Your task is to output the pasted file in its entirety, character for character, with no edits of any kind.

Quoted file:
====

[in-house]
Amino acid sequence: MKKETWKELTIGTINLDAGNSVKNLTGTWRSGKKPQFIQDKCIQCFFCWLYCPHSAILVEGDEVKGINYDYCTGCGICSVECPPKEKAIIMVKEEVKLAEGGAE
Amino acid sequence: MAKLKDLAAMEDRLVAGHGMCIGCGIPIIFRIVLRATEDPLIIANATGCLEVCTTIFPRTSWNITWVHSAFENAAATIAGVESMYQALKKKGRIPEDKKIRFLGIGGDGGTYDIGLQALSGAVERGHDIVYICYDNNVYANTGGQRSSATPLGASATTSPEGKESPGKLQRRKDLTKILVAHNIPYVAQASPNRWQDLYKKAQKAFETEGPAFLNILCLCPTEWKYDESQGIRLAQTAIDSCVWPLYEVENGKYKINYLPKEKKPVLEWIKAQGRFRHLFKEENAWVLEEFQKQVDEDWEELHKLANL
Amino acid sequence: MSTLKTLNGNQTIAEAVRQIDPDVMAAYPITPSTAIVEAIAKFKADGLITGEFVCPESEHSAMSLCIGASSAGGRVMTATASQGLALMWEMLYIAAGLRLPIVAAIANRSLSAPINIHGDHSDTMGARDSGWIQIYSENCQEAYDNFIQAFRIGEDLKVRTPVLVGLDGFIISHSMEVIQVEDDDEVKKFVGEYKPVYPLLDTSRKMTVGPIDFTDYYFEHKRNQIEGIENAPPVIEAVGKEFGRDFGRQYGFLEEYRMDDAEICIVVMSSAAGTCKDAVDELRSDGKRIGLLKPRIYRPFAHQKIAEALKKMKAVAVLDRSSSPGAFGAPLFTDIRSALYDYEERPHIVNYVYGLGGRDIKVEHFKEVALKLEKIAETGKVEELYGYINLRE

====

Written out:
[in-house]
Amino acid sequence: MKKETWKELTIGTINLDAGNSVKNLTGTWRSGKKPQFIQDKCIQCFFCWLYCPHSAILVEGDEVKGINYDYCTGCGICSVECPPKEKAIIMVKEEVKLAEGGAE
Amino acid sequence: MAKLKDLAAMEDRLVAGHGMCIGCGIPIIFRIVLRATEDPLIIANATGCLEVCTTIFPRTSWNITWVHSAFENAAATIAGVESMYQALKKKGRIPEDKKIRFLGIGGDGGTYDIGLQALSGAVERGHDIVYICYDNNVYANTGGQRSSATPLGASATTSPEGKESPGKLQRRKDLTKILVAHNIPYVAQASPNRWQDLYKKAQKAFETEGPAFLNILCLCPTEWKYDESQGIRLAQTAIDSCVWPLYEVENGKYKINYLPKEKKPVLEWIKAQGRFRHLFKEENAWVLEEFQKQVDEDWEELHKLANL
Amino acid sequence: MSTLKTLNGNQTIAEAVRQIDPDVMAAYPITPSTAIVEAIAKFKADGLITGEFVCPESEHSAMSLCIGASSAGGRVMTATASQGLALMWEMLYIAAGLRLPIVAAIANRSLSAPINIHGDHSDTMGARDSGWIQIYSENCQEAYDNFIQAFRIGEDLKVRTPVLVGLDGFIISHSMEVIQVEDDDEVKKFVGEYKPVYPLLDTSRKMTVGPIDFTDYYFEHKRNQIEGIENAPPVIEAVGKEFGRDFGRQYGFLEEYRMDDAEICIVVMSSAAGTCKDAVDELRSDGKRIGLLKPRIYRPFAHQKIAEALKKMKAVAVLDRSSSPGAFGAPLFTDIRSALYDYEERPHIVNYVYGLGGRDIKVEHFKEVALKLEKIAETGKVEELYGYINLRE